< Previous Page
Occupy Wall Street is just one of hundreds of organizations seeking similar societal changes.
The national Move to Amend coalition formed in September 2009 to build a vibrant democracy accountable to people rather than corporations.
Sept. 17, 2011 » Occupy Wall Street sets up camp in New York City’s Zucotti Park.
Oct. 6, 2011 » Occupy SLC’s tent city rises in Pioneer Park.
Nov. 12, 2011 » Police clear the Pioneer Park camp, citing health and safety issues.
Mid-November » Occupy SLC establishes a tent headquarters in Gallivan Center.
March 30 » David Cobbs, National Move to Amend director, speaks at 6:30 p.m. at Wasatch Commons, 1411 S. Utah St., Salt Lake City, on the topic: “How Corporations Got So Much Power and How to Get it Back”.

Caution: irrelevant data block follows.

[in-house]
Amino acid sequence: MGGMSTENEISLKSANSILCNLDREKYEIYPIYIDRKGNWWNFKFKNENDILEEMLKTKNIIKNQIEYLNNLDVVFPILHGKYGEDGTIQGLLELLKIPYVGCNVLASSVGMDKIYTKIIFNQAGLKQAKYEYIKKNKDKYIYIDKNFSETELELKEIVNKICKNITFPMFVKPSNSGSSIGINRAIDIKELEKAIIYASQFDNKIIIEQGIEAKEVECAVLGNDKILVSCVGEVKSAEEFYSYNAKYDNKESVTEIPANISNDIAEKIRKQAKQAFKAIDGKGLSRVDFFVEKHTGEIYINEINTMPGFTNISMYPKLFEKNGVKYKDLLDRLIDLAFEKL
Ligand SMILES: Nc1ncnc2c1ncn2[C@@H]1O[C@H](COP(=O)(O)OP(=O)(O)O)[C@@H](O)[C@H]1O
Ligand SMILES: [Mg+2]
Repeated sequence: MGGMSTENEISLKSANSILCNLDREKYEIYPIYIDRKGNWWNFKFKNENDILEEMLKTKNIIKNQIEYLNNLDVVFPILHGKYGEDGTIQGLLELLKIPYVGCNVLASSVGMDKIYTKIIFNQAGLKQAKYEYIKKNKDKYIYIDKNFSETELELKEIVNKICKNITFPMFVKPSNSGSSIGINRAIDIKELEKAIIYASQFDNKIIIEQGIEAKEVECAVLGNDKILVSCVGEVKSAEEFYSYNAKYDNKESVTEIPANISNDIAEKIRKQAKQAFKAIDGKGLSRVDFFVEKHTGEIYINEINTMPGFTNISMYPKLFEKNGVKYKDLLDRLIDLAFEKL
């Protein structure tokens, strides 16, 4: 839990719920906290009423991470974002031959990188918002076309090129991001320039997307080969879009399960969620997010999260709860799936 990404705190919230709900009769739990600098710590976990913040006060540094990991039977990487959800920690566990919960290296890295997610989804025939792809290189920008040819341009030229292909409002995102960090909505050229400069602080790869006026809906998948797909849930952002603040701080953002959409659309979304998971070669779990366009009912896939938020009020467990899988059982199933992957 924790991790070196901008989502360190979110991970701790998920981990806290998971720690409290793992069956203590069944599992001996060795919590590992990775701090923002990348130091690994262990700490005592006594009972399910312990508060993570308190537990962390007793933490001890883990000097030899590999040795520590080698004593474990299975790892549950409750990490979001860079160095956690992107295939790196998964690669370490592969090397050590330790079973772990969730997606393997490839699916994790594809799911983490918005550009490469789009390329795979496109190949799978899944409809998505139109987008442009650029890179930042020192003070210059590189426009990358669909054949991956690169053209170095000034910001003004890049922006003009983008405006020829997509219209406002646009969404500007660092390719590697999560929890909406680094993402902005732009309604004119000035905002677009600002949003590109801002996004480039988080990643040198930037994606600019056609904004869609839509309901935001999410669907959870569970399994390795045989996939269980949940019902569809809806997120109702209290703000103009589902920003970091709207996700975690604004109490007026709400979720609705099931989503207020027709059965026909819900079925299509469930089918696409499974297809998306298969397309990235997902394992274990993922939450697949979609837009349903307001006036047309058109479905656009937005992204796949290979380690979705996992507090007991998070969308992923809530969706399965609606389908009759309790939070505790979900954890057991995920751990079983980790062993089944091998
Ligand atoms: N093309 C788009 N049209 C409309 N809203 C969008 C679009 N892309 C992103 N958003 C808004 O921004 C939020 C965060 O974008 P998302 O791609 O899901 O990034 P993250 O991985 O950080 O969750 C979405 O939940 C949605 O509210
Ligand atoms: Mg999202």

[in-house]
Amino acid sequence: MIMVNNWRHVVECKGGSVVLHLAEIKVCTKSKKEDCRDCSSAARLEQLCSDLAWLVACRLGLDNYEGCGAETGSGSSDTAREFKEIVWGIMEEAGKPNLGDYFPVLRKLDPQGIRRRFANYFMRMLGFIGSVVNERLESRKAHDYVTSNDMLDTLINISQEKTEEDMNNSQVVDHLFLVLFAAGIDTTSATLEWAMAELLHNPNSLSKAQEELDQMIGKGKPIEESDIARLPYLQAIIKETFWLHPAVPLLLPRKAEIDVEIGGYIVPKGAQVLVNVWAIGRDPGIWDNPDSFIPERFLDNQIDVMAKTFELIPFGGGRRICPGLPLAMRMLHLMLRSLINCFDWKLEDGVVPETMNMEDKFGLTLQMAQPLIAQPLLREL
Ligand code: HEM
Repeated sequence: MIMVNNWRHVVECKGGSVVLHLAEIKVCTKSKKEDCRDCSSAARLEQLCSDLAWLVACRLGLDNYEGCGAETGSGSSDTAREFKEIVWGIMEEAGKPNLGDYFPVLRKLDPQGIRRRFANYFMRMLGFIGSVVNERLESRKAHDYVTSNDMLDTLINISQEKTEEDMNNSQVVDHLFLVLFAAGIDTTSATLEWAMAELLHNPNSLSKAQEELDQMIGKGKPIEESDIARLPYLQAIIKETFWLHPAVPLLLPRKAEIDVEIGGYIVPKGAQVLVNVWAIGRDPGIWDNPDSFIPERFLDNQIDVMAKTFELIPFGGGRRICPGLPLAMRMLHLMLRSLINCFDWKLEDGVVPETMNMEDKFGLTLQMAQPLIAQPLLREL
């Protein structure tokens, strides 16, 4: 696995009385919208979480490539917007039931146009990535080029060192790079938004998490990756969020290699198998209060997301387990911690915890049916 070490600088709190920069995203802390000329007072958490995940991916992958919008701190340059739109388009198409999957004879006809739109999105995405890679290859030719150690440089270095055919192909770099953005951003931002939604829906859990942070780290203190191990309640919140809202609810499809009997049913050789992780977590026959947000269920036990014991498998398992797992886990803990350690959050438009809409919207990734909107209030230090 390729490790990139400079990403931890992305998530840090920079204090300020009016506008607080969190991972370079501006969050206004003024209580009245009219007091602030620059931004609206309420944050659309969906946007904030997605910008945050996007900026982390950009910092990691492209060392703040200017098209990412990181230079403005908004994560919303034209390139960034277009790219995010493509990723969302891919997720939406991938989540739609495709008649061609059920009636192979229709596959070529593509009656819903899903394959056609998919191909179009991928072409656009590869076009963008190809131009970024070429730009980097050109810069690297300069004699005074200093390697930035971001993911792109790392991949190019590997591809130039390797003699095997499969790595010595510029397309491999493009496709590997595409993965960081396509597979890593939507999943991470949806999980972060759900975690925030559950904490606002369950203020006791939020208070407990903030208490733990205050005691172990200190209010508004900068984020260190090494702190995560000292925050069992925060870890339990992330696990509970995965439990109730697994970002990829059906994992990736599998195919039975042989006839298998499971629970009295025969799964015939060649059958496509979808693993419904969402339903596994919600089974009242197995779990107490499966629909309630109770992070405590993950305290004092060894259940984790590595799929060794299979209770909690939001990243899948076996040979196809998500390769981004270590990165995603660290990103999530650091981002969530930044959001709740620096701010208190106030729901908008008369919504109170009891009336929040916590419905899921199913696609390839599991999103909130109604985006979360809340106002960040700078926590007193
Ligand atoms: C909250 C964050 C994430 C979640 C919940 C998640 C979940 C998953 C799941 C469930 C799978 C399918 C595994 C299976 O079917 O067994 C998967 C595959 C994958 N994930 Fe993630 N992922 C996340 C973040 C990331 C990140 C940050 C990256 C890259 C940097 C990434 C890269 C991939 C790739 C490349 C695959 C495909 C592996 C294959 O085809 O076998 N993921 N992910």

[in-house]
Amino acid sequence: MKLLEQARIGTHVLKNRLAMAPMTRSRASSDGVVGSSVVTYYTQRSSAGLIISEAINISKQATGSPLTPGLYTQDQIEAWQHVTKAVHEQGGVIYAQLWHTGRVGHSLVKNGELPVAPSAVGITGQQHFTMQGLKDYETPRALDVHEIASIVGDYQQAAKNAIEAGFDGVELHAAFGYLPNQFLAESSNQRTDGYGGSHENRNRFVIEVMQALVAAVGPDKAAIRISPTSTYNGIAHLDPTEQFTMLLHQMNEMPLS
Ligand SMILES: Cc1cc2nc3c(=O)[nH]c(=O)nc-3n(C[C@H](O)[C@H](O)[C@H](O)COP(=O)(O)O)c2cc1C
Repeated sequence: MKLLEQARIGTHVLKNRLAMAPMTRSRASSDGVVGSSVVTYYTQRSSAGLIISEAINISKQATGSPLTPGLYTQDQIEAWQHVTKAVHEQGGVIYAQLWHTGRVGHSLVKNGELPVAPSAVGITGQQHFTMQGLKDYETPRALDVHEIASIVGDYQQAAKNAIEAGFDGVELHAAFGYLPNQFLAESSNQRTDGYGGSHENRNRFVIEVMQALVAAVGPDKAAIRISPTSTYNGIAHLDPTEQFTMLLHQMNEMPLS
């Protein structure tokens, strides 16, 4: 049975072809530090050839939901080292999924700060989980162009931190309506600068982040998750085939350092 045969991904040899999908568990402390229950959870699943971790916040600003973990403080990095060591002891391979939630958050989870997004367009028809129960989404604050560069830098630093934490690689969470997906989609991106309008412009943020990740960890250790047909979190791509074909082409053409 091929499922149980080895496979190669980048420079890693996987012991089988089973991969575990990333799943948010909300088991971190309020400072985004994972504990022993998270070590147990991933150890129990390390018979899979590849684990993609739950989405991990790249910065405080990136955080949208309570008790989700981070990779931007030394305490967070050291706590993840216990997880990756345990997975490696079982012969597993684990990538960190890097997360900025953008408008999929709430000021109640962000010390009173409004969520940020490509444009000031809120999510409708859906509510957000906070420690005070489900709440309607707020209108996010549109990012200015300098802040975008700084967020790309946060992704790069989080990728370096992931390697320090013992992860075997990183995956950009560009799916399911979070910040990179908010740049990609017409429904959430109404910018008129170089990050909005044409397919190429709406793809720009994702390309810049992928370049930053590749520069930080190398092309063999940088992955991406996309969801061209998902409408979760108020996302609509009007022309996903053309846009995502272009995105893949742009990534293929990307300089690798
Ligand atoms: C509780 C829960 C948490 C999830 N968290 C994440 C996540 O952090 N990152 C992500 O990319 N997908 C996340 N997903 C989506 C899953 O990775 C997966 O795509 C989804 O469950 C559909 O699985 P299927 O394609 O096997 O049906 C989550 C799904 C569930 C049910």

March 31 » Occupy SLC will join other activists in a Utah Hoodie March starting at 5 p.m. at Gallivan Center, 239 S. Main St., Salt Lake City, to show support for Trayvon Martin, an unarmed black youth shot dead Feb. 26 in Florida by neighborhood watch volunteer George Zimmerman. So far, Zimmerman has not been arrested because of Florida’s “stand your ground” law.
Some Utah occupiers have joined forces with Move to Amend Salt Lake to gather 9,000 signatures by April 15 for a citywide ballot resolution this November stating corporations are not people and money is not speech. The group is about halfway to its goal, Fruhwirth said.
In July, several activist groups plan to "welcome" the American Legislative Exchange Council (ALEC) to Salt Lake City for its 39th annual meeting. ALEC’s membership consists of conservative lawmakers and corporate executives who draft bills for state-by-state passage.
To Fruhwirth, ALEC represents an unholy alliance between powerful moneyed interests and elected officials.
"It’s corrupt in concept and even worse in practice," he said.
Copyright 2014 The Salt Lake Tribune. All rights reserved. This material may not be published, broadcast, rewritten or redistributed.